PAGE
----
Have you ever wondered what racial representation looks like in porn versus the United States population? Well, I have.
I get tired of conventional porn sometimes, and I want to see porn with women especially, but people in general, who aren’t going “ooohnnnn ooohhhhhnnn ohhhhhnnn” like seals throughout the movie, or who aren’t skinny, or who aren’t young, or who aren’t white, or who aren’t conventional-looking, or who are engaging in sex acts that they really, really, really love of their own accord rather than being just sort of down to do because it’s their job. That’s why I love Beautiful Agony (just assume that none of the links in this post are safe for work) — it’s all orgasms, it’s all very understated, it’s a pure celebration of pleasure, and lots of different kinds of people are represented. It’s also why I love the Art-Porn Tumblr: there’s at least some diversity, there’s a lot of kink — real kink — and many of the photographers and directors portray sex in a way that doesn’t feel so … I don’t know. Gratuitous. There’s nothing wrong with gratuitous, conventional porn, of course, I just get tired of it. It’s made for a male audience, and I’m not male. I want to see something different. Keep reading »
In a Sunday interview with The Guardian, Jamie Dornan informed the world that there will be exactly zero penis shots in “50 Shades Of Grey.” Or to use the actor’s parlance, Dornan’s “todger” won’t appear. The news struck fans with shock rivaled only by the realization that the pinot is running low: What good is a movie about sexy sex without any male nudity? That collective reaction encompasses the way E.L. James has made embracing expression of sexuality acceptable. By bringing Christian Grey into our consciousness, “50 Shades” made it okay to talk about BDSM the daylight. Read more on Huffington Post Women…
As a professional dominatrix, and an all-around kinky lady, I love anal play. Your bum can play a delightful role in all sorts of fun, from a casual roll in the hay to the darkest, kinkiest scene ever. Sadly, homophobia and traditional sexual values mean that relatively few straight men consider asking to receive anal. They, and their women sex partners, are steeped in a culture that considers butt play “gay” – i.e., something to be avoided.
That’s a crying shame for men and women alike. For the penis-bearers among us, the backside is the gateway to the prostate and the base of the cock, where lots of wonderful, sensitive nerves are clustered; anal stimulation can result in a more powerful orgasm, and some lucky guys can learn to cum from butt play alone. It’s also an opportunity for men to enjoy the receptivity and vulnerability of being penetrated, which is a fulfilling part of sexuality that is largely off-limits to men in mainstream sexual culture. Keep reading »
“Kink,” a documentary about the porn web site Kink.com, debuted in January at the Sundance Film Festival. Yesterday, the film, which explores the largest BDSM online porn empire, released a new trailer in anticipation of a limited release. I’ve heard complaints about the film — it’s “boring” (which is unfortunately always something that some kinky folks say in order to be dismissive); it doesn’t address allegations of abuse at Kink.com — but I’ll see it regardless. Christina Voros directed “Kink” and James Franco executive produced, so you better believe I want to know how they handled the material. Also, this probably goes without saying, but the trailer is NSFW! [Queerty; First Showing]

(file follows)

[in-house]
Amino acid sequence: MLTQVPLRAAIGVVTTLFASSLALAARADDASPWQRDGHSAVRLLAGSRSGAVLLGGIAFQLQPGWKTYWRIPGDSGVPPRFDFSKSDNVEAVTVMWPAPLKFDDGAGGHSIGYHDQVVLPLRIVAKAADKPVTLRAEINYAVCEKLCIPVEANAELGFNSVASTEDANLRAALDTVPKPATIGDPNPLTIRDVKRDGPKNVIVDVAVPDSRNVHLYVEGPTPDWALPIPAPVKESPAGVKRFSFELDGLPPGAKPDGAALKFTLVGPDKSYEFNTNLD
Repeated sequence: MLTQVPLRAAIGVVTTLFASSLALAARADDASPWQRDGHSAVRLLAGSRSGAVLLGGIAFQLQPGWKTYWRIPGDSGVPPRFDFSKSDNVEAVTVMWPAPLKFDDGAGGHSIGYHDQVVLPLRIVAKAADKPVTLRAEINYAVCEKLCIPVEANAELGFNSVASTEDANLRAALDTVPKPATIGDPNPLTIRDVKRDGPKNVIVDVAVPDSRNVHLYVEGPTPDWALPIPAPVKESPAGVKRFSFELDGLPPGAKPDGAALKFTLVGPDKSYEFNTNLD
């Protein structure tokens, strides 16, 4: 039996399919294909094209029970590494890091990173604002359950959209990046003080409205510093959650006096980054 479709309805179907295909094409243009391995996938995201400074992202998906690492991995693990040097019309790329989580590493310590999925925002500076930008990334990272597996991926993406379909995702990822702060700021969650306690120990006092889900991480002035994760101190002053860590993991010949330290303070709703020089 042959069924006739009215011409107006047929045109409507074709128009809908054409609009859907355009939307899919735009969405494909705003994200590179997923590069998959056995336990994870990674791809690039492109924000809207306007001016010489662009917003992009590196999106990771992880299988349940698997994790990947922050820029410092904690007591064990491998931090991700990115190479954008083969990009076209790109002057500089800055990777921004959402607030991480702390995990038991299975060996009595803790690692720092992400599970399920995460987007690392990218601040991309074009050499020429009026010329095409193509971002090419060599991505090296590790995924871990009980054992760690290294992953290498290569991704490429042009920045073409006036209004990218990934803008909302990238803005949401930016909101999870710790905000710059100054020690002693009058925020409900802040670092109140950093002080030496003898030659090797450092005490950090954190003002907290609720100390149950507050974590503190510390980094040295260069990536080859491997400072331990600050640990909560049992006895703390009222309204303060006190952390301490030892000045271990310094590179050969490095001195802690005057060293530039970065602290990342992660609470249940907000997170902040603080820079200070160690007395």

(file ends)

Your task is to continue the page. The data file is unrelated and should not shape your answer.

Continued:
Today on Slate.com is an excellent piece about why “kinky” should be considered a sexual orientation. Writer Jillian Keenan posits how we define a person’s sexual orientation should include what kind of energies turn a person on — dominant or submissive, for example — because for people like Keenan and myself, our sexuality is more complicated than just the gender and genitalia of the person to whom we are attracted. Keep reading »
A few months ago, Amelia and I were talking about rape threats against women who write online. It seems like it happens to feminist writers Zerlina Maxwell, Amanda Hess and Jessica Valenti every day. Amelia asked if any readers have threatened to rape or otherwise harm me. The honest truth is that it only happened once — on Twitter a few years ago. The man had zero followers and had only tweeted a handful of times, all of which were incendiary remarks or threats against other liberals. I didn’t suspect he posed a serious threat to my safety, so I just blocked him. Do I even have to say I’m grateful that this was the one and only time some stranger threatened me?
That one incident isn’t the complete picture, though. A better question to ask in order to illustrate the at-times unsavory experience of being a feminist writer online would be about the kinds of inquiries I get on social media or in my inbox. Nearly every single day, a man emails asking me personal information about my sexuality, for an invitation to a sex party, or straight-up propositions me for sex. Keep reading »